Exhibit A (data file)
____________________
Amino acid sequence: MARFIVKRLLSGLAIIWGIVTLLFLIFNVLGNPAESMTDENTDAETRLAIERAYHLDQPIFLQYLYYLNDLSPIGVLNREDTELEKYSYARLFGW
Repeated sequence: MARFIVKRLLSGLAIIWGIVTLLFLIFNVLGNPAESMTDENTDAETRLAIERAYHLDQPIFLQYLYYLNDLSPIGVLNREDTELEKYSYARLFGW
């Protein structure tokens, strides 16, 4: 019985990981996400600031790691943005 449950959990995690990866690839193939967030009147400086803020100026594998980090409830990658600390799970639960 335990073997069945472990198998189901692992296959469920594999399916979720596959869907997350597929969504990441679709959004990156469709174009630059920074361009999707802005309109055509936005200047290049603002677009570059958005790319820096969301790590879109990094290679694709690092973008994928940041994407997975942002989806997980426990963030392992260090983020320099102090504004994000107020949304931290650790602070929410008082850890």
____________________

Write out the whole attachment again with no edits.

Amino acid sequence: MARFIVKRLLSGLAIIWGIVTLLFLIFNVLGNPAESMTDENTDAETRLAIERAYHLDQPIFLQYLYYLNDLSPIGVLNREDTELEKYSYARLFGW
Repeated sequence: MARFIVKRLLSGLAIIWGIVTLLFLIFNVLGNPAESMTDENTDAETRLAIERAYHLDQPIFLQYLYYLNDLSPIGVLNREDTELEKYSYARLFGW
């Protein structure tokens, strides 16, 4: 019985990981996400600031790691943005 449950959990995690990866690839193939967030009147400086803020100026594998980090409830990658600390799970639960 335990073997069945472990198998189901692992296959469920594999399916979720596959869907997350597929969504990441679709959004990156469709174009630059920074361009999707802005309109055509936005200047290049603002677009570059958005790319820096969301790590879109990094290679694709690092973008994928940041994407997975942002989806997980426990963030392992260090983020320099102090504004994000107020949304931290650790602070929410008082850890």